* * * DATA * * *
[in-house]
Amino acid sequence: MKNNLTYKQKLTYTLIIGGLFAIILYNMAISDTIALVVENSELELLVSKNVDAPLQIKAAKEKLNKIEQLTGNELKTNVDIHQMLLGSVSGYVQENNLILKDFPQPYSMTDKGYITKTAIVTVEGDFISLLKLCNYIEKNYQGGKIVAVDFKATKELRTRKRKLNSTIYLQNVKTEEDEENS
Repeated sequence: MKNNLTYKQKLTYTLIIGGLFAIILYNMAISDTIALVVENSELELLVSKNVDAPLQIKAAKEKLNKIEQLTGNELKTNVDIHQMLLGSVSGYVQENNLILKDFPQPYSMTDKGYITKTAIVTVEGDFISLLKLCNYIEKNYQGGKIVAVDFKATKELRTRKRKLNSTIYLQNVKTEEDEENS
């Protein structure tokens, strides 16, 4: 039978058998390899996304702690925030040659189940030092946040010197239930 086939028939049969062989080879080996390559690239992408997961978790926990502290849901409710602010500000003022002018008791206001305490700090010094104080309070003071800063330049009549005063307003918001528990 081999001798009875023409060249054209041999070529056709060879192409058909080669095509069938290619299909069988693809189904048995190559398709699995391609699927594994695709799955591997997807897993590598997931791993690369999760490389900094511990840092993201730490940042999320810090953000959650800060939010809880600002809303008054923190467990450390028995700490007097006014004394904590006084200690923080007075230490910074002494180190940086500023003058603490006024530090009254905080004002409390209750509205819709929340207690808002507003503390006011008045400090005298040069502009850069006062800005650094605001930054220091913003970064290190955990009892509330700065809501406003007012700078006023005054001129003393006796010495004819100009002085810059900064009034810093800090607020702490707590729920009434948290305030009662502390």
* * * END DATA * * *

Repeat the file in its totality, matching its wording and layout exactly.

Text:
[in-house]
Amino acid sequence: MKNNLTYKQKLTYTLIIGGLFAIILYNMAISDTIALVVENSELELLVSKNVDAPLQIKAAKEKLNKIEQLTGNELKTNVDIHQMLLGSVSGYVQENNLILKDFPQPYSMTDKGYITKTAIVTVEGDFISLLKLCNYIEKNYQGGKIVAVDFKATKELRTRKRKLNSTIYLQNVKTEEDEENS
Repeated sequence: MKNNLTYKQKLTYTLIIGGLFAIILYNMAISDTIALVVENSELELLVSKNVDAPLQIKAAKEKLNKIEQLTGNELKTNVDIHQMLLGSVSGYVQENNLILKDFPQPYSMTDKGYITKTAIVTVEGDFISLLKLCNYIEKNYQGGKIVAVDFKATKELRTRKRKLNSTIYLQNVKTEEDEENS
């Protein structure tokens, strides 16, 4: 039978058998390899996304702690925030040659189940030092946040010197239930 086939028939049969062989080879080996390559690239992408997961978790926990502290849901409710602010500000003022002018008791206001305490700090010094104080309070003071800063330049009549005063307003918001528990 081999001798009875023409060249054209041999070529056709060879192409058909080669095509069938290619299909069988693809189904048995190559398709699995391609699927594994695709799955591997997807897993590598997931791993690369999760490389900094511990840092993201730490940042999320810090953000959650800060939010809880600002809303008054923190467990450390028995700490007097006014004394904590006084200690923080007075230490910074002494180190940086500023003058603490006024530090009254905080004002409390209750509205819709929340207690808002507003503390006011008045400090005298040069502009850069006062800005650094605001930054220091913003970064290190955990009892509330700065809501406003007012700078006023005054001129003393006796010495004819100009002085810059900064009034810093800090607020702490707590729920009434948290305030009662502390």